The value in her narrative is intrinsically tied to her eventual financial accomplishments and industry dominance. The female protagonists of those other shows will likely never pay months of commercial real estate rent up front out of a wad of Benjamins pulled from a platform boot, which means they suffer lasting interpersonal and professional consequences when they mess up, just like the rest of us. Being a #Girlboss means indulgence for your worst personality traits because that move with the money and the boot is badass.

The story that “Girlboss” really tells us is this: In America, you can be as much of an asshole as you want, as long as you’re a rich and powerful asshole. We not only tolerate it; we celebrate it. One look at the White House proves it. One crucial caveat: If you’re a woman, you also have to be considered young and attractive according to dominant cultural beauty norms. Think of that as the line between being a Nasty Gal and a Nasty Woman.

Nobody in our cultural eye at this moment personifies the rule with as much sinister politesse camouflage as Ivanka Trump. While she prefers to cast herself as executive of the responsible, respectable #WomenWhoWork brigade, Ivanka’s Girlboss perks are largely the same. Her success — and how good she looks doing it — has thrust her onto a level nearly beyond criticism, even as she represents her father’s administration, with all its horrors known and yet to come, as a federal employee (unpaid — she doesn’t need the salary, of course) at home and abroad. Witness her appearance on a panel about women’s empowerment at the W20 summit in Germany on Tuesday, during which she defended Donald Trump’s advocacy for women. The room was having none of it, and offered up boos and hisses to Ivanka’s disingenuous lines.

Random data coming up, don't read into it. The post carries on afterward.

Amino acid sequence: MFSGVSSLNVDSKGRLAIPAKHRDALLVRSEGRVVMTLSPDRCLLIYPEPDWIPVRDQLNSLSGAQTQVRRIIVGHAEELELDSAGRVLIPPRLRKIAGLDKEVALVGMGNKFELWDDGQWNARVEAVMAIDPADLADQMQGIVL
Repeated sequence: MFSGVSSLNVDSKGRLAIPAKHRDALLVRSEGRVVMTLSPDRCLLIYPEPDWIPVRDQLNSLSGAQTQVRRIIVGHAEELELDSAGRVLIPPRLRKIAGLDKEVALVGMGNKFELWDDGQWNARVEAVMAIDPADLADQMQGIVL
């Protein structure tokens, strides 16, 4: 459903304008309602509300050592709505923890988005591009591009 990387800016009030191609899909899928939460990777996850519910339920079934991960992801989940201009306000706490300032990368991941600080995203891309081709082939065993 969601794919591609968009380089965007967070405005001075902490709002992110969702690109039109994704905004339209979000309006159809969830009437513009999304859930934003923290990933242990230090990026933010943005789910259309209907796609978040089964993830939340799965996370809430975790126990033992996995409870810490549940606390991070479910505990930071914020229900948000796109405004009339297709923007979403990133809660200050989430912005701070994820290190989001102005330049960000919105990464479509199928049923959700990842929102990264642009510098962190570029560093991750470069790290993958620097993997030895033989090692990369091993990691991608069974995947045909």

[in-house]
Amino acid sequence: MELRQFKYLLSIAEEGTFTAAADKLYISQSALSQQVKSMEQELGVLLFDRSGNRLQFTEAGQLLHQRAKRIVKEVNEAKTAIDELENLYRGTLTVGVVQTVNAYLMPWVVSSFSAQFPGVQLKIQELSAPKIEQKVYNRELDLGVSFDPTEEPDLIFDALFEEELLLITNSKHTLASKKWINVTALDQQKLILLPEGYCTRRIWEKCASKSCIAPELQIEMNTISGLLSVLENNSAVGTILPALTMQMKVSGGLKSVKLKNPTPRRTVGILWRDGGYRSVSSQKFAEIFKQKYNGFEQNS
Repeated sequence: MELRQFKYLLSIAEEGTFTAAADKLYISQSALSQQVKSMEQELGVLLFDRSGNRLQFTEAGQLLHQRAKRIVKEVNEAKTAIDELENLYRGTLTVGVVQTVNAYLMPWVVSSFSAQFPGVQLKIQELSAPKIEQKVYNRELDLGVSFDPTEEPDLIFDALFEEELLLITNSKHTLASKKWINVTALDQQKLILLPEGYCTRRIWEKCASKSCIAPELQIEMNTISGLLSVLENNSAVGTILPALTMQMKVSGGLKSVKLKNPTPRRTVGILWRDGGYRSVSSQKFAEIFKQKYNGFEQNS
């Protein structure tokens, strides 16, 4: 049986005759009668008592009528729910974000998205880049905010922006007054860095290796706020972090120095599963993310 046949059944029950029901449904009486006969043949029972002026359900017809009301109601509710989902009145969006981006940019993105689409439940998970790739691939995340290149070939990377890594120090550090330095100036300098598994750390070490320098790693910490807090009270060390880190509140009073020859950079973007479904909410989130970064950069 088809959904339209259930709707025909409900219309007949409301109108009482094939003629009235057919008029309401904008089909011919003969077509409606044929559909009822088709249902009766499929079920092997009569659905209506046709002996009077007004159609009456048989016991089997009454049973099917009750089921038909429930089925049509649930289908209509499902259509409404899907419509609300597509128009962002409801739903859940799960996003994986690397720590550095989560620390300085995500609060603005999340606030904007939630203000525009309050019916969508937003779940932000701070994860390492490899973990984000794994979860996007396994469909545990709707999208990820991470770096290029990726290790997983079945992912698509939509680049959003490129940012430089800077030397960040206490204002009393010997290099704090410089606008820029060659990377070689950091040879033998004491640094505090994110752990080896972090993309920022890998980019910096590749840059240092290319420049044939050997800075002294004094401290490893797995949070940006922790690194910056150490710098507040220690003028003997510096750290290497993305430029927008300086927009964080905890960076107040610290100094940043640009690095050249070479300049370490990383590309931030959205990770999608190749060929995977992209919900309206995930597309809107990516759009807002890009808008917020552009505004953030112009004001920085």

Ivanka remained unfazed by the hissing, telling reporters, “I’m used to it. It’s fine.” But that didn’t stop CNN's Chris Cillizza from jumping in to defend her honor. After Cillizza listed the reasons why the jeers were entirely deserved — Planned Parenthood, "Access Hollywood," the Fair Pay and Safe Workplaces Act, attacks on Carly Fiorina et al — he claims it’s not fair to boo her, “a powerful businesswoman defending her father” because after all, who wouldn’t have her own dad’s back?

The day Ivanka Trump needs Chris Cillizza to have her back will be a cold day in the #WomenWhoWork office, where the thermostat is always set to “tasteful sleeveless sheath.” Ivanka stood up there and delivered her howlers about her father’s so-called empowerment of women with a shamelessness that rivals Sophia’s profanity-laden tirades in “Girlboss” against other people and the world. And yet criticizing someone who has built her eponymous company, even when she absolutely deserved it, is apparently grounds for chiding. What do you mean you’re not thrilled at how she made that G20 women’s empowerment panel her bitch?